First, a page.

One of the first things you must learn to do is called "Self Monitoring" your glucose levels….using a glucose monitor…by putting a drop of your blood on a strip and having the monitor read your glucose level, then putting the results down in a log book so your Doctor or CDE can see if a pattern is developing…highs and lows, so adjustments can be made if you are on medicines. Most people start out doing this as directed…then taper off . But this is the only way to see how well controlled your blood sugars are on a daily basis. Your blood sugar goal depending on your age will be set up by your health care team, everyone is different. Another blood test that will be done every 3 months is a Hemoglobin A1c, this tells us what your average blood sugar has been for 3 months. Anything over 7 needs tightening up.

Asians, especially those from Far Eastern nations like China, Korea and Japan, are acutely susceptible to Type 2 diabetes, the most common form of the disease . . They develop it at far lower weights than people of other races . . . they are 60 percent more likely to get the disease than whites . . . peril is compounded by recent immigrants' sudden collision with American culture. Many of them left places where factory and field work was strenuous, televisions were rare and advertising was limited. They may speak little English and have poor access to medical care.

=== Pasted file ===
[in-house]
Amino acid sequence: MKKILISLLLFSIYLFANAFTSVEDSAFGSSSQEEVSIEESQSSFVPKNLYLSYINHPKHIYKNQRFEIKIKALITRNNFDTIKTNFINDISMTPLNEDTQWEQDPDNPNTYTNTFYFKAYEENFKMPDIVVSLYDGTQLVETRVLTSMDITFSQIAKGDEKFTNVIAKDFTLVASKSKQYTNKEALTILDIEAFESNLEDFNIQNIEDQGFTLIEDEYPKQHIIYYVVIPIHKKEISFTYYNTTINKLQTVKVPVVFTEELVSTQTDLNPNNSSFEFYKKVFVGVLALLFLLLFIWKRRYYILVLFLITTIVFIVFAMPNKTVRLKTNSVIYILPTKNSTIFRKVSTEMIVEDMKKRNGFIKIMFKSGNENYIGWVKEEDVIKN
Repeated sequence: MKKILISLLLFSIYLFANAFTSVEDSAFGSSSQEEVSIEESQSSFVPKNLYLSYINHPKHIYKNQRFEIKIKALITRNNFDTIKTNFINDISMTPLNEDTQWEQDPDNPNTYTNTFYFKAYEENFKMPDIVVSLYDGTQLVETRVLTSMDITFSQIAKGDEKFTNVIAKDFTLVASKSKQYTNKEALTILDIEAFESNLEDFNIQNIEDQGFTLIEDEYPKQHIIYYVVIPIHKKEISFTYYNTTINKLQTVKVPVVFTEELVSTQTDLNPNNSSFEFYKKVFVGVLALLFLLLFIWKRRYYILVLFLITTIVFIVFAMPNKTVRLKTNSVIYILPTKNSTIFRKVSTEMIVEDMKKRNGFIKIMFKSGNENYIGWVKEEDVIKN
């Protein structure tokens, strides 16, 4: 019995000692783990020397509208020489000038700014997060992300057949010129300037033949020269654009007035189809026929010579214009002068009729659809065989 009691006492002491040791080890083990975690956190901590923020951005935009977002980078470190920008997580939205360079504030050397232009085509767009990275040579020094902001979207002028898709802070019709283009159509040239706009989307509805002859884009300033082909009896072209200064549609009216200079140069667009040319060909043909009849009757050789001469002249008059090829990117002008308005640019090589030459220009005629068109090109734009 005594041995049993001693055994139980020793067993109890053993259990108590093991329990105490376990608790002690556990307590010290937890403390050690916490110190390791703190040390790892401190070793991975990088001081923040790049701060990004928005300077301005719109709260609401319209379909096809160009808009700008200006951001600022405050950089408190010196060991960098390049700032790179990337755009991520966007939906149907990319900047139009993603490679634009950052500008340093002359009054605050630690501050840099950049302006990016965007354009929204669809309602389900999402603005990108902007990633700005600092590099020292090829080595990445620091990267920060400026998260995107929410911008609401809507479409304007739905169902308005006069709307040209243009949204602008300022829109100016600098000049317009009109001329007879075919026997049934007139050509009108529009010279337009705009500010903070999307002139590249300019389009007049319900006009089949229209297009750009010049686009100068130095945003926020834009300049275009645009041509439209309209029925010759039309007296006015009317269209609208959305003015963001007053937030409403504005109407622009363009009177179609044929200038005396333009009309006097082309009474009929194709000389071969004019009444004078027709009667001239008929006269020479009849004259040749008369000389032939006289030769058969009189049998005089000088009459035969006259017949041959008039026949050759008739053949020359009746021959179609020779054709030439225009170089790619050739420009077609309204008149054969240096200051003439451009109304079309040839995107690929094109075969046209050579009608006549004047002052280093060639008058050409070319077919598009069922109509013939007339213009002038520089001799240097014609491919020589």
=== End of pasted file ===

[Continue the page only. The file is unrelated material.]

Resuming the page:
Click HERE for more info.

If you are overweight, just a little weight loss will make you feel better. So sending you to a dietitian to help you is a good idea. If you have a large abdominal girth (beer belly) I call it a buddy..and when you sit down if buddy takes over your lap…you need to lose your buddy. Exercise helps tone your muscles and this helps making your cells receptive more to the insulin you make….so walk a little more…this is one of the first things I tell patients…if possible increase your activity…but if you have medical conditions that limits your activity…we can figure out something to help you after your M.D.'s OK you doing some physical activity.